Witnessing any kind of hate crime or discrimination, even if it isn’t directed at you, can be extremely stressful and emotionally distressing. 

The University is here to support you and takes these incidents very seriously. Support is available for you and your wellbeing, and we will work with you around options if you would like to make a report about what you witnessed. 

The first priority is the safety and wellbeing of you and the person who was targeted. 

If you know the person who was the target of the hate crime or discrimination, please do encourage them to look at our support article on ‘I think I have experienced a hate crime or discrimination’.

If the victim is a friend of yours and wants to talk to you about what happened, just taking the time to listen to them and talk about what has happened can help. It can be difficult to know what to say, but usually what people need and want is to feel heard. If you have concerns about their wellbeing and do not think they will reach out for support on their own, you can submit a Wellbeing Access Form on their behalf. It’s most helpful to the Wellbeing team if they know that your friend is aware you’ve made this referral for them, but not essential. 

Immediate help
  • Are you or someone else in immediate danger? If you are in immediate danger or seriously injured call 999 (or 112 from a mobile).
  • Find a safe space.  If an incident has just happened, try and find somewhere you feel safe. If you are at the University you can call University Security on 0117 331 1223 or go to your nearest University building and ask someone to phone Security for you.

Support at University 
  • If you’d like to speak to someone who can support your wellbeing in a confidential space, please fill in a Wellbeing Access Request. This form will be reviewed by a member of the Wellbeing Access team, and they will make sure that you are put in touch with the best service for you. This might be a Residential Life Adviser if you’re in halls, a Wellbeing Adviser, or the Student Counselling Service. If you’d like to speak to someone with a specific identity such as gender or ethnicity, please write this in your Wellbeing Access Form.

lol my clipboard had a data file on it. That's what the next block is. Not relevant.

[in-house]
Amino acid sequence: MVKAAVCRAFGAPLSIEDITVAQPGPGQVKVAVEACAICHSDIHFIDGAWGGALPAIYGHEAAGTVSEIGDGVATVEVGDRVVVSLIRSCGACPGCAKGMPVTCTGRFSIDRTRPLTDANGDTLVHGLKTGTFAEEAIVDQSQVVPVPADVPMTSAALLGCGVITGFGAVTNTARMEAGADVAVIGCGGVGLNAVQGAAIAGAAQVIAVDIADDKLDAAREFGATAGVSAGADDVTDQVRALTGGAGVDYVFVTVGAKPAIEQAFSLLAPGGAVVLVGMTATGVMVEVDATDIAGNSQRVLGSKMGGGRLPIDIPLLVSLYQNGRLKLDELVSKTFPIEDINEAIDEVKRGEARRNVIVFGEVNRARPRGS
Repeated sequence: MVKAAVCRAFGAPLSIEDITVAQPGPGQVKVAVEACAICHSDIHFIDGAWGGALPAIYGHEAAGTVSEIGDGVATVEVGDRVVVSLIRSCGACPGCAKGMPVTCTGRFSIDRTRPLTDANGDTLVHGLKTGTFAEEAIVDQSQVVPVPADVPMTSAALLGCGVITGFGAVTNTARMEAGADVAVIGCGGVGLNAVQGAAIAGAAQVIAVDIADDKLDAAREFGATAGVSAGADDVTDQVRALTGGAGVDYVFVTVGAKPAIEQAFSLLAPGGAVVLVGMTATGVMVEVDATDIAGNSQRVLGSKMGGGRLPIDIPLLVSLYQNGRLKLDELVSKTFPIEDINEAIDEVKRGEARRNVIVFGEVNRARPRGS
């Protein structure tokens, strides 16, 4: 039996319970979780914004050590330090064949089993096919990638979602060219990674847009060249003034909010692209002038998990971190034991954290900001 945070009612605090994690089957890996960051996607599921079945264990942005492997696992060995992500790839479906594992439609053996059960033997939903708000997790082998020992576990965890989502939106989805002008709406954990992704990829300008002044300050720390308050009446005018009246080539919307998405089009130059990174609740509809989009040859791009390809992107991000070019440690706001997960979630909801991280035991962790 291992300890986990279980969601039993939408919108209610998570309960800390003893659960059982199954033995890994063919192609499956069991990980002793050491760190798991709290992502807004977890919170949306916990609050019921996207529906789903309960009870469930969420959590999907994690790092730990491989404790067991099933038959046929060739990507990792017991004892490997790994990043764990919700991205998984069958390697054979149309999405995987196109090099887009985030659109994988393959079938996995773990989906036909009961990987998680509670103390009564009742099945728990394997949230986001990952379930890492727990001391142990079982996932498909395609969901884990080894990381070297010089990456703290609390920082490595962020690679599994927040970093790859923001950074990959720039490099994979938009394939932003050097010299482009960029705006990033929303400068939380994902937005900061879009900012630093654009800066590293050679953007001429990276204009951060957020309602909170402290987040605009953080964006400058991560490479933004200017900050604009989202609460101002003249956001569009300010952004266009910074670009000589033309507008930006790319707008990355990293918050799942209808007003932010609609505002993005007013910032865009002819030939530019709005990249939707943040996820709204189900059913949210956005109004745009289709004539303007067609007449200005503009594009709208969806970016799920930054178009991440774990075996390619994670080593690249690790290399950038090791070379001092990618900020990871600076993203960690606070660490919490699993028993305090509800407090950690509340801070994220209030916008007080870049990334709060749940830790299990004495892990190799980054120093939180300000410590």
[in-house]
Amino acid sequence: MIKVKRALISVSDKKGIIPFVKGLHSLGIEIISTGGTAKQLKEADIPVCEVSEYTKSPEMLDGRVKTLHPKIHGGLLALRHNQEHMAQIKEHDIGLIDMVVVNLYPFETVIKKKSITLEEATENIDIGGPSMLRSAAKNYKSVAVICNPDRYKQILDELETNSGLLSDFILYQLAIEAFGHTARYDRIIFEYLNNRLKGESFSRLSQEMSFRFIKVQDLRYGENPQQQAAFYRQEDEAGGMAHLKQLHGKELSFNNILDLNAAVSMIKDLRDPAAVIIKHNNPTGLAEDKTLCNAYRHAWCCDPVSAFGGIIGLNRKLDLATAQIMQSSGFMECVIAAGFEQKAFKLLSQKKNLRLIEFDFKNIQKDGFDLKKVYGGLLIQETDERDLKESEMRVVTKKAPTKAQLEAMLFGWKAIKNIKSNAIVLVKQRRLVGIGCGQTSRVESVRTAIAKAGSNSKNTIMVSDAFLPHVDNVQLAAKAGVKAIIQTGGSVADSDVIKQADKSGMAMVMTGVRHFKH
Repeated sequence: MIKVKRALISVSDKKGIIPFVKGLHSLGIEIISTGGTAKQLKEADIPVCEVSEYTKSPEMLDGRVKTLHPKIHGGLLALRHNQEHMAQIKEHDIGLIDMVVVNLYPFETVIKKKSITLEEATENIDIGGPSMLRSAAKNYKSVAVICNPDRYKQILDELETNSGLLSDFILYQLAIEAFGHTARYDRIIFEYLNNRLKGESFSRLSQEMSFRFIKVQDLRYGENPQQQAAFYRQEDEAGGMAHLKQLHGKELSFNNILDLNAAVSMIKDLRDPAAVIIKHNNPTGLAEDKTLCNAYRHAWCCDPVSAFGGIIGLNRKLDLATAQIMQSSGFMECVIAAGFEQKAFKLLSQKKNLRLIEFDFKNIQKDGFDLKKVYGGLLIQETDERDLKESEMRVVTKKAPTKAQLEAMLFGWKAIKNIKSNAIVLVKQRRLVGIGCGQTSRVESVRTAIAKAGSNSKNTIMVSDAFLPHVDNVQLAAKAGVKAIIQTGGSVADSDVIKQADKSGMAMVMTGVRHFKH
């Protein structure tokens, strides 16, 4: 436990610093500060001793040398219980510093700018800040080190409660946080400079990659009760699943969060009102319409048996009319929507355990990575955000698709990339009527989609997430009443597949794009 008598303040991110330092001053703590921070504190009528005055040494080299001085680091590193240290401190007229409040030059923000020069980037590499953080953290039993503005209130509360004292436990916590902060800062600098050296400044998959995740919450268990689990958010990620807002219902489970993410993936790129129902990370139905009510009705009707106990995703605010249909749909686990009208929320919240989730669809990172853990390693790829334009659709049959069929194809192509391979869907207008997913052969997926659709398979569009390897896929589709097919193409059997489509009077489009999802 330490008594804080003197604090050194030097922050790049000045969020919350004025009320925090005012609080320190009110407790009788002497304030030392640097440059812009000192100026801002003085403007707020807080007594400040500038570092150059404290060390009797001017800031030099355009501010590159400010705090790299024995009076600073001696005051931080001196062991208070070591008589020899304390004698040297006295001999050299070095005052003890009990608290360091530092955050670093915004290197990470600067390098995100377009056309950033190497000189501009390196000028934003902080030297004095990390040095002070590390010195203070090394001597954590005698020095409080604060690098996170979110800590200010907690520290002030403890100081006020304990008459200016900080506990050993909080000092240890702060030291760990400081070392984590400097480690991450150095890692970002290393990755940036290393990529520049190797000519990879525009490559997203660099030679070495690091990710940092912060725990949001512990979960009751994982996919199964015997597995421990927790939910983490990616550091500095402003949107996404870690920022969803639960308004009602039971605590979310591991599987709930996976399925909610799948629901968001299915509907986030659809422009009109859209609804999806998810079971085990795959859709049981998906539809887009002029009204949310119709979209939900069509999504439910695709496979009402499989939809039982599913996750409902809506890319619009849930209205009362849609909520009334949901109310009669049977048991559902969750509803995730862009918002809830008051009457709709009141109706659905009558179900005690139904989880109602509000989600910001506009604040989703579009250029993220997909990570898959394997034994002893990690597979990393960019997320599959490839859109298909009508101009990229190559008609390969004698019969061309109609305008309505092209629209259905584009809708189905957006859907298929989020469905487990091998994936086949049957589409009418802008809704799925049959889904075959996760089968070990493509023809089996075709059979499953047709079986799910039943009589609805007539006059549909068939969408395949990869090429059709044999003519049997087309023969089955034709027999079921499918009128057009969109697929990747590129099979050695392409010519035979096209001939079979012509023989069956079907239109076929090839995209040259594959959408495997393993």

• You can also fill in the ‘Request Contact from an Adviser’ form, or email srs-casework@bristol.ac.uk to talk with someone from the Student Resolution Service about making a formal report. You are not under any obligation to make a report, but we know that talking this through and getting information about the process can be really helpful for students. 
  • Submitting extenuating circumstances if your studies have been or are being affected. If you’re finding yourself unable to focus well or stop thinking about what’s happened, we would encourage you to submit extenuating circumstances. 
  • Spaces on Campus: The Global Lounge is a multi-cultural hub in the heart of campus which is both a lounge space to socialise and relax, and also a dynamic events space where there are lots of exciting and fun cultural activities. The Global Lounge is in Senate House, and can be a great place to go if you need to find a safe place on campus. The Multifaith Chaplaincy is also an inclusive space on campus for all students where there is both pastoral and spiritual support, as well as daily lunchtime social events where everyone is welcome. 

  • You can report an incident anonymously using the University’s Report and Support system. We will not be able to take any direct action as a result of an anonymous report, there is more information about what we do with anonymous reports here. 
  • You can also submit a formal report to the Student Resolution Service. You can get in touch with the Student Resolution Service either by filling in the Request Contact from an Adviser form or by emailing srs-casework@bristol.ac.uk. There is more information about making a report in this article about ‘What happens if I speak to an adviser?’. 
  • Reporting to the police. You can report a crime by calling the non-emergency number, 101 or online. You can also talk to Sian Harris, who is the University’s dedicated Police Officer, and a part of her role is in answering questions and giving advice to students. 

There are two ways you can tell us what happened